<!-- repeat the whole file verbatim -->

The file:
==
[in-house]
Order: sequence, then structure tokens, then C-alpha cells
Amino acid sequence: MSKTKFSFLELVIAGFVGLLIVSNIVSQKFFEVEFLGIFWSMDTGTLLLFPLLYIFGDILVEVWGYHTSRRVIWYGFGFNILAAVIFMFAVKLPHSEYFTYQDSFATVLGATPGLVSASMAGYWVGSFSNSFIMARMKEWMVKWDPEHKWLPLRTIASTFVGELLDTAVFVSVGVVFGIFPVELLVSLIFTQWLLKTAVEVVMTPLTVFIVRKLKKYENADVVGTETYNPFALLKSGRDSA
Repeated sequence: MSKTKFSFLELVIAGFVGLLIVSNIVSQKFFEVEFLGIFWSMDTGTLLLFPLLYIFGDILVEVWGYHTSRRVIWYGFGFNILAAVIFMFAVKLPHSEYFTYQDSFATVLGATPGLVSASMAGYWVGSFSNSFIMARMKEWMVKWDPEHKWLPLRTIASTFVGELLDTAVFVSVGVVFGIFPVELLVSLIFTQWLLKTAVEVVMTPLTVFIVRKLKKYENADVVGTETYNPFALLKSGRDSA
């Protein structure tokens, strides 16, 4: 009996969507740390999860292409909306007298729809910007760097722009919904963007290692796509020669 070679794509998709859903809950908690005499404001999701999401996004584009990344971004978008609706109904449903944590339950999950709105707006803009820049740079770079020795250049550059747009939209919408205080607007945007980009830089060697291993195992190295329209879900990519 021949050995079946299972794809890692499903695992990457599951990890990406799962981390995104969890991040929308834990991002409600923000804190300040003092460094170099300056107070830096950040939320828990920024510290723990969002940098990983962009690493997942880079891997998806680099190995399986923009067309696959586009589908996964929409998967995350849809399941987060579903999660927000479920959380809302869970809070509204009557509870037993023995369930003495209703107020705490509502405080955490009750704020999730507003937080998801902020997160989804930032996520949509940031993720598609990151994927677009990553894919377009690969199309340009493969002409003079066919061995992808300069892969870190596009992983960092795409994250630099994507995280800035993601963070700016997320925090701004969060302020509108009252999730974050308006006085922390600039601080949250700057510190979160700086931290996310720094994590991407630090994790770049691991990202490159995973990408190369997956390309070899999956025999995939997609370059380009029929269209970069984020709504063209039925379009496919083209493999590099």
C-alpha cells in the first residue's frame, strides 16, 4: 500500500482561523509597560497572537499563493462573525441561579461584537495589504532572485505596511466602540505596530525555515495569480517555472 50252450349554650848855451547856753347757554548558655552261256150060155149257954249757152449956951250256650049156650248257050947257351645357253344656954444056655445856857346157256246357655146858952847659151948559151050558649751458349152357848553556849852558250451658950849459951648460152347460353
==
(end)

[in-house]
Order: sequence, then structure tokens, then C-alpha cells
Amino acid sequence: MSKTKFSFLELVIAGFVGLLIVSNIVSQKFFEVEFLGIFWSMDTGTLLLFPLLYIFGDILVEVWGYHTSRRVIWYGFGFNILAAVIFMFAVKLPHSEYFTYQDSFATVLGATPGLVSASMAGYWVGSFSNSFIMARMKEWMVKWDPEHKWLPLRTIASTFVGELLDTAVFVSVGVVFGIFPVELLVSLIFTQWLLKTAVEVVMTPLTVFIVRKLKKYENADVVGTETYNPFALLKSGRDSA
Repeated sequence: MSKTKFSFLELVIAGFVGLLIVSNIVSQKFFEVEFLGIFWSMDTGTLLLFPLLYIFGDILVEVWGYHTSRRVIWYGFGFNILAAVIFMFAVKLPHSEYFTYQDSFATVLGATPGLVSASMAGYWVGSFSNSFIMARMKEWMVKWDPEHKWLPLRTIASTFVGELLDTAVFVSVGVVFGIFPVELLVSLIFTQWLLKTAVEVVMTPLTVFIVRKLKKYENADVVGTETYNPFALLKSGRDSA
């Protein structure tokens, strides 16, 4: 009996969507740390999860292409909306007298729809910007760097722009919904963007290692796509020669 070679794509998709859903809950908690005499404001999701999401996004584009990344971004978008609706109904449903944590339950999950709105707006803009820049740079770079020795250049550059747009939209919408205080607007945007980009830089060697291993195992190295329209879900990519 021949050995079946299972794809890692499903695992990457599951990890990406799962981390995104969890991040929308834990991002409600923000804190300040003092460094170099300056107070830096950040939320828990920024510290723990969002940098990983962009690493997942880079891997998806680099190995399986923009067309696959586009589908996964929409998967995350849809399941987060579903999660927000479920959380809302869970809070509204009557509870037993023995369930003495209703107020705490509502405080955490009750704020999730507003937080998801902020997160989804930032996520949509940031993720598609990151994927677009990553894919377009690969199309340009493969002409003079066919061995992808300069892969870190596009992983960092795409994250630099994507995280800035993601963070700016997320925090701004969060302020509108009252999730974050308006006085922390600039601080949250700057510190979160700086931290996310720094994590991407630090994790770049691991990202490159995973990408190369997956390309070899999956025999995939997609370059380009029929269209970069984020709504063209039925379009496919083209493999590099």
C-alpha cells in the first residue's frame, strides 16, 4: 500500500482561523509597560497572537499563493462573525441561579461584537495589504532572485505596511466602540505596530525555515495569480517555472 50252450349554650848855451547856753347757554548558655552261256150060155149257954249757152449956951250256650049156650248257050947257351645357253344656954444056655445856857346157256246357655146858952847659151948559151050558649751458349152357848553556849852558250451658950849459951648460152347460353